There’s a wonderful sense of liberty that comes with plans going awry, and on the Four Pillars trip we had the opportunity to feel that freedom in full force. From early on our team was dogged by injury, protected species and bad weather, but in the end, it all worked out imperfectly well.

The aim of the Four Pillars trip was to complete a one-day, paddle-powered traverse from Safety Cove to Fortescue Bay, stopping at Cape Raoul, Cape Hauy and Dolemieu Point to climb exposed and beautiful rock routes. Seal breeding season put a dampener on our Cape Raoul aspirations, so we diverted to Mount Brown, climbing the classic 3-pitch route Psychoman instead.

4 Pillars - Kayaking

We set out for our first attempt in near-perfect weather conditions – no rain, small swell and low winds. Despite the sharks and the sea sickness, everything went amazingly well, until we arrived at the Totem Pole to find another party on the route. With daylight running low, we decided to cut and run, heading to the Moai for a quick climb, then paddling into Fortescue Bay for some slightly dispirited champagne on the beach.

Our second attempt was a completely different experience. We set off at 4am, paddling through phosphorescence to Crescent Bay, landing with the sun rising behind us. We climbed Psychoman with the efficiency of repetition and returned to the top of the mountain before being hit by one of the most intense and interesting fronts any of us had experienced. Bands of cloud sat waiting ominously offshore, then rolled in, one after another, the temperature dropped and we set off paddling towards Tasman Island in white out conditions, hugging the coastline to Cape Pillar, through Tasman Passage and towards the Totem Pole.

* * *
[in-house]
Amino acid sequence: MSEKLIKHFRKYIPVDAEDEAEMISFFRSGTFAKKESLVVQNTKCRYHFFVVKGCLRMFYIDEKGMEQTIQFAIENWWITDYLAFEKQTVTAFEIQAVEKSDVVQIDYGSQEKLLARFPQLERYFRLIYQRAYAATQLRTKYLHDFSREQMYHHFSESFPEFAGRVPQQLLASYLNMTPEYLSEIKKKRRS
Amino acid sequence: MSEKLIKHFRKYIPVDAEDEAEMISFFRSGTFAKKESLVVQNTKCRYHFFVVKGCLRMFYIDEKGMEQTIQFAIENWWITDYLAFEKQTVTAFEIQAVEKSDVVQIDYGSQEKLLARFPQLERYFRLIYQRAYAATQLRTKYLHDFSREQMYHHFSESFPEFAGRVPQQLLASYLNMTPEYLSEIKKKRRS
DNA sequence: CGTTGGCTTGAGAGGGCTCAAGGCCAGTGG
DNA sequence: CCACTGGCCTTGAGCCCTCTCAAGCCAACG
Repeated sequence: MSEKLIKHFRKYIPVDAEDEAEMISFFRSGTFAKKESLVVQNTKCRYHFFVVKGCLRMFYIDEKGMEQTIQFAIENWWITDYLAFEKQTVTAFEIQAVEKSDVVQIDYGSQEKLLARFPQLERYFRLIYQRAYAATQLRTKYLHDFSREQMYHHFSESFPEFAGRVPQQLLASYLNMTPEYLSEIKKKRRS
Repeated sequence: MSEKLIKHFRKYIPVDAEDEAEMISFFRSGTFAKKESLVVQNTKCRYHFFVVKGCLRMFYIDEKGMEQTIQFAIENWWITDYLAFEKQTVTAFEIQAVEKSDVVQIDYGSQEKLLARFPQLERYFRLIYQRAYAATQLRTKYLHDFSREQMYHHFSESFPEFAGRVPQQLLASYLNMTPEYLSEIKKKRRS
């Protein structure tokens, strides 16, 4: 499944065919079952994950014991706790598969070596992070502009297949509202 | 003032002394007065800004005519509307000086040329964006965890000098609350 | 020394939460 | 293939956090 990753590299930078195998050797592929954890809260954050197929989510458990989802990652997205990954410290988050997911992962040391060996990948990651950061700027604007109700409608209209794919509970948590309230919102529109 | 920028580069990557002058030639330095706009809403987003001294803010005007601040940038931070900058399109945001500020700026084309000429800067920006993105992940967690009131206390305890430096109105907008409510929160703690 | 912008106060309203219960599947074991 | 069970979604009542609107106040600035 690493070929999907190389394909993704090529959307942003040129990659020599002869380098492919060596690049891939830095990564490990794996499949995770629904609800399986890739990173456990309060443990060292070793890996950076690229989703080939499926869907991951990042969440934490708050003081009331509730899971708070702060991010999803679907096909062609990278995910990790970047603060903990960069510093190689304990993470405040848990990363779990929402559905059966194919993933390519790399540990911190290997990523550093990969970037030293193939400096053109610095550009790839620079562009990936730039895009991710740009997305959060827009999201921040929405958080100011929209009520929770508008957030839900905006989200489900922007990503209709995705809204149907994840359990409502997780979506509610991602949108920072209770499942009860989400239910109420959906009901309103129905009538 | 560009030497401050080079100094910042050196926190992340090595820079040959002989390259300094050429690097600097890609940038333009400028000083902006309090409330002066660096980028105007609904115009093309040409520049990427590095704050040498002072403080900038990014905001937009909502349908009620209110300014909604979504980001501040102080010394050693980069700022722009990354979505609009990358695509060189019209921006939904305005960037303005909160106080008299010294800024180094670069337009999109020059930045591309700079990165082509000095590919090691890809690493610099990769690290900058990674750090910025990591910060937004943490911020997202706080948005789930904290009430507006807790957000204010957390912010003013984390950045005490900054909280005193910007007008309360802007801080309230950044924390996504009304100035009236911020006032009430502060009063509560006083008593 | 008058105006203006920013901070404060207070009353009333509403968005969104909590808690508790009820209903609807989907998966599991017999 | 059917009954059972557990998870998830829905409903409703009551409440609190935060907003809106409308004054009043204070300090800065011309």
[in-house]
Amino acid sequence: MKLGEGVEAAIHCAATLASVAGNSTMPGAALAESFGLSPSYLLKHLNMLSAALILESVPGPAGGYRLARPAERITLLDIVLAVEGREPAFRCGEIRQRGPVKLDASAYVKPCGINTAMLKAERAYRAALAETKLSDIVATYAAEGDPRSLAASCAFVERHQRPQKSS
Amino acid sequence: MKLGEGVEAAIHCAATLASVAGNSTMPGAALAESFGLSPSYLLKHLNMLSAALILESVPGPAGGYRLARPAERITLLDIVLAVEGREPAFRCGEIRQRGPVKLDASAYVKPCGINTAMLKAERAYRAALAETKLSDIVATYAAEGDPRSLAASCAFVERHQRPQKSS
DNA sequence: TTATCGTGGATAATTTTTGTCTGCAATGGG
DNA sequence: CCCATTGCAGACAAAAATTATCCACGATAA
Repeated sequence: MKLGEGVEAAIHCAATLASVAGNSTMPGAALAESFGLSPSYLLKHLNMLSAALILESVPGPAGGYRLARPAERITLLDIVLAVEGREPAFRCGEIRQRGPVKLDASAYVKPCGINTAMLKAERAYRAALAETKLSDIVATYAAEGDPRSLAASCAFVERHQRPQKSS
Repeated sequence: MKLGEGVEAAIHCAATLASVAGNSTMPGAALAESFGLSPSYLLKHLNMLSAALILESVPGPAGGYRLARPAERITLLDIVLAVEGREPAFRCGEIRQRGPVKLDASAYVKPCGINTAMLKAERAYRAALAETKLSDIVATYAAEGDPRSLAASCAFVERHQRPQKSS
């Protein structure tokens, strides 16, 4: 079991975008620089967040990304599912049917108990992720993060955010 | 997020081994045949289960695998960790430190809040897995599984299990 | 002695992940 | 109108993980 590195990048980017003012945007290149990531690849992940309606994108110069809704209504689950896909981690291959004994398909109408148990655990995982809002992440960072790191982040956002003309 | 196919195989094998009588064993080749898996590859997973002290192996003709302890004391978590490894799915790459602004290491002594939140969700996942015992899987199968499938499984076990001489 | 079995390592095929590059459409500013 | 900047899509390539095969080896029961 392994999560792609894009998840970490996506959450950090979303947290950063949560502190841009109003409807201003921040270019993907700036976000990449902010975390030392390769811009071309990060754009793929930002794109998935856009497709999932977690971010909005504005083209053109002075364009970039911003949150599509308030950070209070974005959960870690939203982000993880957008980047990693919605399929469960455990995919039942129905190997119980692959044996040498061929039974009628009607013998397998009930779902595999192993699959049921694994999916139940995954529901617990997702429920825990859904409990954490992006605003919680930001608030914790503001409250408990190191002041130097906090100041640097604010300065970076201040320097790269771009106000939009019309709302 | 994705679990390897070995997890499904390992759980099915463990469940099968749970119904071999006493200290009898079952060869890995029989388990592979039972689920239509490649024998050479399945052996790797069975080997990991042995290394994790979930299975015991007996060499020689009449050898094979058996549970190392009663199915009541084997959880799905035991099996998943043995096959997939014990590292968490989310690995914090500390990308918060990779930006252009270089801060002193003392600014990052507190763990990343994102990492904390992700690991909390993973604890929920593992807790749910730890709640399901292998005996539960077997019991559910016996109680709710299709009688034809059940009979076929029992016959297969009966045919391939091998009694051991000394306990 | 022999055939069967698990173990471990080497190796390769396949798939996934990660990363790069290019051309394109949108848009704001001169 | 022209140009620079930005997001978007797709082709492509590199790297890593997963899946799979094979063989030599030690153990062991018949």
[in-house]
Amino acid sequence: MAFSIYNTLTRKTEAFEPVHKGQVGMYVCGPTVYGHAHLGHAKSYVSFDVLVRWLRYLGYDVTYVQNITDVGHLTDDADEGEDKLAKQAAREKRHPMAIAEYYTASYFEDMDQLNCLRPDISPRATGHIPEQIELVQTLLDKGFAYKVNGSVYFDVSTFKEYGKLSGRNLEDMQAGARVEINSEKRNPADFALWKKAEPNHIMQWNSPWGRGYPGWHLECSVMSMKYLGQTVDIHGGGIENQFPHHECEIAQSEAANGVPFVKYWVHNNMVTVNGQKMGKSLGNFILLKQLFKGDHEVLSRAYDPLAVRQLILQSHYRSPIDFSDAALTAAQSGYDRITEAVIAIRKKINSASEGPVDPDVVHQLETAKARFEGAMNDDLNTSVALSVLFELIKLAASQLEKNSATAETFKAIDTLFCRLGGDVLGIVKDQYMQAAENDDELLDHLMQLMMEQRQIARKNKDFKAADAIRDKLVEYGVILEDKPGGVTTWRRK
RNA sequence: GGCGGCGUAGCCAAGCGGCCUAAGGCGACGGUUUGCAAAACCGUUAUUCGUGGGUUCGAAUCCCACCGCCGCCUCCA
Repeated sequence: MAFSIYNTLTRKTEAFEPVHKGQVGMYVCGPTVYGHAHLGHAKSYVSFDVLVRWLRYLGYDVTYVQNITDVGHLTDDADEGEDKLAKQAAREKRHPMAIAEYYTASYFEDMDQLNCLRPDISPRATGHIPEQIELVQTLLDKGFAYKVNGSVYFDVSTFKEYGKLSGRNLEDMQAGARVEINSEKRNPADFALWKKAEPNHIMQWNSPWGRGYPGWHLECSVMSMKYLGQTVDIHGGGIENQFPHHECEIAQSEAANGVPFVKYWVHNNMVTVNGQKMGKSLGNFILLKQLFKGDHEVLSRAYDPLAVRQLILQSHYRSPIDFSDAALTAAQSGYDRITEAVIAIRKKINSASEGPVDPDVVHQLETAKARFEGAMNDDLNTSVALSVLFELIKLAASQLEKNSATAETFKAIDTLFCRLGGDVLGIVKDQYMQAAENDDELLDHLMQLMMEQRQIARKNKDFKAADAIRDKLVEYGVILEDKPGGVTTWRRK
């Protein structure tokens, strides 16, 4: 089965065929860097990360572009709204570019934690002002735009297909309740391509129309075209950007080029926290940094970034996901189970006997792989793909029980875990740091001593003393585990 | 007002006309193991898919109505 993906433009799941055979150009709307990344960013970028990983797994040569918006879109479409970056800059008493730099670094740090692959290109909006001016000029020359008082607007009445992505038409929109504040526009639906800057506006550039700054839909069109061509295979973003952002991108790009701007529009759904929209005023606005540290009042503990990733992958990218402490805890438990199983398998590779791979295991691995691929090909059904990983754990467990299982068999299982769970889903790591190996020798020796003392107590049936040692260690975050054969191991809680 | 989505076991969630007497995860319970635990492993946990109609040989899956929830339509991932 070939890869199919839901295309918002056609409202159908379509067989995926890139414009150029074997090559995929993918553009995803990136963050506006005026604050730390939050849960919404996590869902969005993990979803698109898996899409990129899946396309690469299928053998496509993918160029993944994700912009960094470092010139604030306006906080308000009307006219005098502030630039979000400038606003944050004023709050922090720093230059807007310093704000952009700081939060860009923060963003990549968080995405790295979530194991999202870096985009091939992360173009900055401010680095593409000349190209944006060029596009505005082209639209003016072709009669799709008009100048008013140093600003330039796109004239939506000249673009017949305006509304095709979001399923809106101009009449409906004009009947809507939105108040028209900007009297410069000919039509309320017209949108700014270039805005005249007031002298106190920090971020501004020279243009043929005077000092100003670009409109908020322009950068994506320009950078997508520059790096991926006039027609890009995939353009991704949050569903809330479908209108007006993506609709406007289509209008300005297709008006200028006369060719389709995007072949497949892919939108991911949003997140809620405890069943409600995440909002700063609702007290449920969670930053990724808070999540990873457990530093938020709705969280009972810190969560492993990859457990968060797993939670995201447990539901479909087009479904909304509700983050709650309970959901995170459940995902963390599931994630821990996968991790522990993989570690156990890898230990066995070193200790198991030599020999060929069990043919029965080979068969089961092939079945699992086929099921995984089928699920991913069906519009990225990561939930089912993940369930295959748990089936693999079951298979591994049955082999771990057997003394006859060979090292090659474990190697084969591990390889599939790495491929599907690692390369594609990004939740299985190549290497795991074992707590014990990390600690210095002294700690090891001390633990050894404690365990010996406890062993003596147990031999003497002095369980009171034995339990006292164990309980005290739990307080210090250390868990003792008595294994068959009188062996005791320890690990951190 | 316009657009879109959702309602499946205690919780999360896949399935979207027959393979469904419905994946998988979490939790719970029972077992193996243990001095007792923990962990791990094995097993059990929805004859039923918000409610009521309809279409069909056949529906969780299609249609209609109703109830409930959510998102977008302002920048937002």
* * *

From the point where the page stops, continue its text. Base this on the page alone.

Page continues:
We landed at Cape Hauy in the early afternoon as the swells started to rise. James and Erin hauled across to the Totem Pole and climbed the route in style, Flint rapping in after them to take some beautiful pictures.

Pillars mission - TNF-1

With all of the trickery of the tyrolean traverse and a very sketchy exit back into the boats, it was about 8pm when we arrived at the Moai. The swell had picked up, sluicing across the base of the pillar. Landing, while possible, was dangerous, and exiting the rock in the dark, with rising tides and rising swell would be genuinely foolish. Once again, we bailed, finished, but not quite.

And thus, Four Pillars in One Day became two pillars in two days. Half the pillars, twice the time, but at least three times the fun. Check out our article in the next issue of Australian Geographic Outdoors for all the details. Big thanks from all of us to The North Face and Australian Geographic for making this possible.